Steve shot Natasha a sidelong glance. Natasha just shrugged. Busted, Sam mouthed, and all Steve could wonder was what on earth he’d been busted for.
Once the rest of the team left, filing out in exhausted pairs, Steve cleared his throat. “Well?”
“As per his contract – ” Fury nodded toward the Winter Soldier. “ – The Winter Soldier won’t be staying in SHIELD HQ. ‘Too many goddamn spies in one building’, I think was his wording.”
“It was,” the Winter Soldier agreed placidly.
“SHIELD already owns the apartment next to yours, Captain, so Agent 13 will be replaced by him.” Fury’s one eye was shrewd as he held Steve’s gaze, and Steve had to carefully hold his body still while a rush of adrenaline kicked his legs out from underneath him.
“And just when Sharon and I were getting used to each other,” Steve said, proud of himself for keeping his voice steady.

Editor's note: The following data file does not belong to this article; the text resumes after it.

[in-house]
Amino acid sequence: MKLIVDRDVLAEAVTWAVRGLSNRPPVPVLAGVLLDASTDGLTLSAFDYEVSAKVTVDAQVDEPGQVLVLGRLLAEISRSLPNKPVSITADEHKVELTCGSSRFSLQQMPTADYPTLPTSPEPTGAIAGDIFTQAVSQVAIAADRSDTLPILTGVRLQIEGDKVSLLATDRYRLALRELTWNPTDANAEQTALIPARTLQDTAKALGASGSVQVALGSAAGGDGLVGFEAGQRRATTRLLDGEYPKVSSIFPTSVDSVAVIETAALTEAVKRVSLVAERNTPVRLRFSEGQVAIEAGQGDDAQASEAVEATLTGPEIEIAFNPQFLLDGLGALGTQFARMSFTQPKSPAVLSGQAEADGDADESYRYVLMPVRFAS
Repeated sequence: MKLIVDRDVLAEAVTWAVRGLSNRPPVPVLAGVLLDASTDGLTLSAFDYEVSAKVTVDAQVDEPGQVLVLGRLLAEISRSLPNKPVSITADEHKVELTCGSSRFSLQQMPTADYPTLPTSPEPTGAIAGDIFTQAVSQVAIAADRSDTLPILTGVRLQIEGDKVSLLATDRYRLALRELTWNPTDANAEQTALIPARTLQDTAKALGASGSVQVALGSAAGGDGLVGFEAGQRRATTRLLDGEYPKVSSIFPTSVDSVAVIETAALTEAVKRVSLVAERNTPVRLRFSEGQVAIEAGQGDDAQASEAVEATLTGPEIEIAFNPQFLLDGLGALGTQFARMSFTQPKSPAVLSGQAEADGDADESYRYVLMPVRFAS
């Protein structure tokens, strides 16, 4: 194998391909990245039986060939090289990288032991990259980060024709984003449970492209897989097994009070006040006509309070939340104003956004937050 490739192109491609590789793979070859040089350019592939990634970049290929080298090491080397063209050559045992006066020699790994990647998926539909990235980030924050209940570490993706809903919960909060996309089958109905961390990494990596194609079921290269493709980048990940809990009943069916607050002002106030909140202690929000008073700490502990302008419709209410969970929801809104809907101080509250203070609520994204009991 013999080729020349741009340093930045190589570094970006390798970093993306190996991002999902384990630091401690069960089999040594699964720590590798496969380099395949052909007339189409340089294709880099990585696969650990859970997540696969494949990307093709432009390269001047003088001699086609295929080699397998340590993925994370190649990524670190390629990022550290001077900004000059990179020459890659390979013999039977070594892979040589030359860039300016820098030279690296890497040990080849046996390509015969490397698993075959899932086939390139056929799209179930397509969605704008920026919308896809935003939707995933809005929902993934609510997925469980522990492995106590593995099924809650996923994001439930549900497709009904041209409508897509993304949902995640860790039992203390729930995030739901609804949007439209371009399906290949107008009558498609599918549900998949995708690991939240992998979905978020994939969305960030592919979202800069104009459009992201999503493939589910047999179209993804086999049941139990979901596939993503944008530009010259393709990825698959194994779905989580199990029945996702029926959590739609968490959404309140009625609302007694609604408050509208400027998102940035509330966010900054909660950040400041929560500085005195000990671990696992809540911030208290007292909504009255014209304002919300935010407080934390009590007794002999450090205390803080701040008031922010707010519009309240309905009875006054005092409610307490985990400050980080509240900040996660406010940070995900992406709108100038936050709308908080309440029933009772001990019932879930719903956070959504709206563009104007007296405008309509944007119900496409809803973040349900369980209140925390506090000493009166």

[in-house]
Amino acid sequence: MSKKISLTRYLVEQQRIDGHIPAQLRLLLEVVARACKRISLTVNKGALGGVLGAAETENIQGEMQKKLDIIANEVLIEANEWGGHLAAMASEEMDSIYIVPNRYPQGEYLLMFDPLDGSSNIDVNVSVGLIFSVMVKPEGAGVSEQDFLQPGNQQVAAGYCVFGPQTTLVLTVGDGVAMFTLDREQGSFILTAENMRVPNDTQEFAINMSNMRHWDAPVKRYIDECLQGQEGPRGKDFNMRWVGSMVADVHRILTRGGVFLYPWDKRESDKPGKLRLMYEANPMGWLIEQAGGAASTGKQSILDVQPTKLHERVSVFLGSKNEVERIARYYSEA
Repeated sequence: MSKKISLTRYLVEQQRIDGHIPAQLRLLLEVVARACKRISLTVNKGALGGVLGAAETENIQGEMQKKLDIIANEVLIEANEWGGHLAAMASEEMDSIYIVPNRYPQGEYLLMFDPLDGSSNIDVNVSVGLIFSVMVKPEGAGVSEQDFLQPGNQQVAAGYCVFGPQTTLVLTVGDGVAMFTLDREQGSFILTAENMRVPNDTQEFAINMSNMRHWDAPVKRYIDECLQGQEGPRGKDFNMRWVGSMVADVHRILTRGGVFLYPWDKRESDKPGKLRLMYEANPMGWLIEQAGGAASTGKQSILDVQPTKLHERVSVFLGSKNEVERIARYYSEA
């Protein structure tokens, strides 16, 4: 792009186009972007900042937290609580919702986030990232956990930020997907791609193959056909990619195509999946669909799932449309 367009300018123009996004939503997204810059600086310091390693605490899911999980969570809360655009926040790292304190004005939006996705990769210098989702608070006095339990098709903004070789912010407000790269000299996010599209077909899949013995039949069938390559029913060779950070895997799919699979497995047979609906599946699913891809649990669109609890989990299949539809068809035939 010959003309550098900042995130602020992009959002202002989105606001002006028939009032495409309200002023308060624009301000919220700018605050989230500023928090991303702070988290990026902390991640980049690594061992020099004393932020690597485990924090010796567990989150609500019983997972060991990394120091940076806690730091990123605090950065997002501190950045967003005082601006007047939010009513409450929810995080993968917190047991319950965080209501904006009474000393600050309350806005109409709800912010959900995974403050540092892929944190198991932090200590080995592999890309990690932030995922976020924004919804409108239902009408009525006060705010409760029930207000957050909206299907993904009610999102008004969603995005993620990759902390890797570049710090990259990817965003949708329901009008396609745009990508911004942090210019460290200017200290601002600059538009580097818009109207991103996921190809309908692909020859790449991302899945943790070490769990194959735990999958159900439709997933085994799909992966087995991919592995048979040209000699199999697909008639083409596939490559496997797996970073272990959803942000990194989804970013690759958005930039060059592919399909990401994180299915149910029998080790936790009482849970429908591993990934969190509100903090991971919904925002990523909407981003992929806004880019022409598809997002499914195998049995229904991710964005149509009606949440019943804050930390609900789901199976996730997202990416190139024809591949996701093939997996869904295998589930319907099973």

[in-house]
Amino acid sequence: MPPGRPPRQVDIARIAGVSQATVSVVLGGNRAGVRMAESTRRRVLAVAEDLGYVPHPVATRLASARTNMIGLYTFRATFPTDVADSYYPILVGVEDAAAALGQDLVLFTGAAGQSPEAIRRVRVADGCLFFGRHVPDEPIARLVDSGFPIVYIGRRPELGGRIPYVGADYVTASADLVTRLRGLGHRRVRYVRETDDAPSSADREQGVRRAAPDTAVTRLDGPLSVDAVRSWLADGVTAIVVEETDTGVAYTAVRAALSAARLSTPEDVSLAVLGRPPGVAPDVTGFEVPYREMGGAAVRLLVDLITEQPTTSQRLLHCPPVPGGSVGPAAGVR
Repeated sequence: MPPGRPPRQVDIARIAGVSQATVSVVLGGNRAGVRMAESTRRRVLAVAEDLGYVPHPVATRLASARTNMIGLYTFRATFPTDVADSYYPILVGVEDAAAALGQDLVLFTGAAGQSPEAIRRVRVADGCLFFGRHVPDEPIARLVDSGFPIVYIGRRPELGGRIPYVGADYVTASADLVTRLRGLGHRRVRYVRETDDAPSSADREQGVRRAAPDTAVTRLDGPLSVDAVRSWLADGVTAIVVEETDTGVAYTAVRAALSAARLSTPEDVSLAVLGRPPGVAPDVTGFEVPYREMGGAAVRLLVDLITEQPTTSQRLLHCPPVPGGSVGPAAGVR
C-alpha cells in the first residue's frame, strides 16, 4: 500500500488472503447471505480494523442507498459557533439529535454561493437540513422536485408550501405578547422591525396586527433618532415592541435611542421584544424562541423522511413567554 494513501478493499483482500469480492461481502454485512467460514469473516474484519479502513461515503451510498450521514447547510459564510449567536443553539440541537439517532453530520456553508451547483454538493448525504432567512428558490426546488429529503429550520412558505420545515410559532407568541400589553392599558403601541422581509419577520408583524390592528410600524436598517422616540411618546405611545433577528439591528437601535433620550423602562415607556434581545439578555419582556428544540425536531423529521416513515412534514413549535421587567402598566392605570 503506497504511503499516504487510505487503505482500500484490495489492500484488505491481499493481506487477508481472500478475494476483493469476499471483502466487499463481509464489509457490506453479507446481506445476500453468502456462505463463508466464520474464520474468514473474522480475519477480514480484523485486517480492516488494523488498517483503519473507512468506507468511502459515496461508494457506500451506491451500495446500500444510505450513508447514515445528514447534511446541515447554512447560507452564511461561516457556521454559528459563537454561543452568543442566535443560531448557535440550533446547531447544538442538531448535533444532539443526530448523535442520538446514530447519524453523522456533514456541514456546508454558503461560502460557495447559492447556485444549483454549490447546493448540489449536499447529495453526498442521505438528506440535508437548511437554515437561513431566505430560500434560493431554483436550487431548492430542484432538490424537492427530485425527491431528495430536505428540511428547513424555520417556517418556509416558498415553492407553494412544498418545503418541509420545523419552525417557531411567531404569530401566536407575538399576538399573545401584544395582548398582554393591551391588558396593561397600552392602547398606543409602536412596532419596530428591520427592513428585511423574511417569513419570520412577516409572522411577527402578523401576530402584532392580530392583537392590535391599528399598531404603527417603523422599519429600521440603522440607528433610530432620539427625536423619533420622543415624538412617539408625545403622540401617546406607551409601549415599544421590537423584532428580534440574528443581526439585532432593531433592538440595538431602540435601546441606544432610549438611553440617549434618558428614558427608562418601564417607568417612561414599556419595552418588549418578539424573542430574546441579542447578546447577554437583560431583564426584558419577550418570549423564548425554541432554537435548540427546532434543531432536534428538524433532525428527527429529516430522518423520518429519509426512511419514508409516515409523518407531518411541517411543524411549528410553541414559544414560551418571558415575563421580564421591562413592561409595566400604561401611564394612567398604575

“I won’t get in the way,” the Winter Soldier said, and now that they weren’t surrounded by a team of chatterboxes, Steve was uncomfortably aware of the silence that was screaming between them both. “You’ll barely know I’m there.”
Not likely, Steve thought. Not likely at all.
“Are we dismissed?” the Winter Soldier asked, and once he got a nod from Fury, he stood and stretched, sighing. Then he looked at Steve, and for the first time, Steve looked through his goggles hard enough to see the glitter of eyes behind them that were sharp enough to cut glass. “Walk me out, Captain.”
Steve swallowed dryly. “Alright.”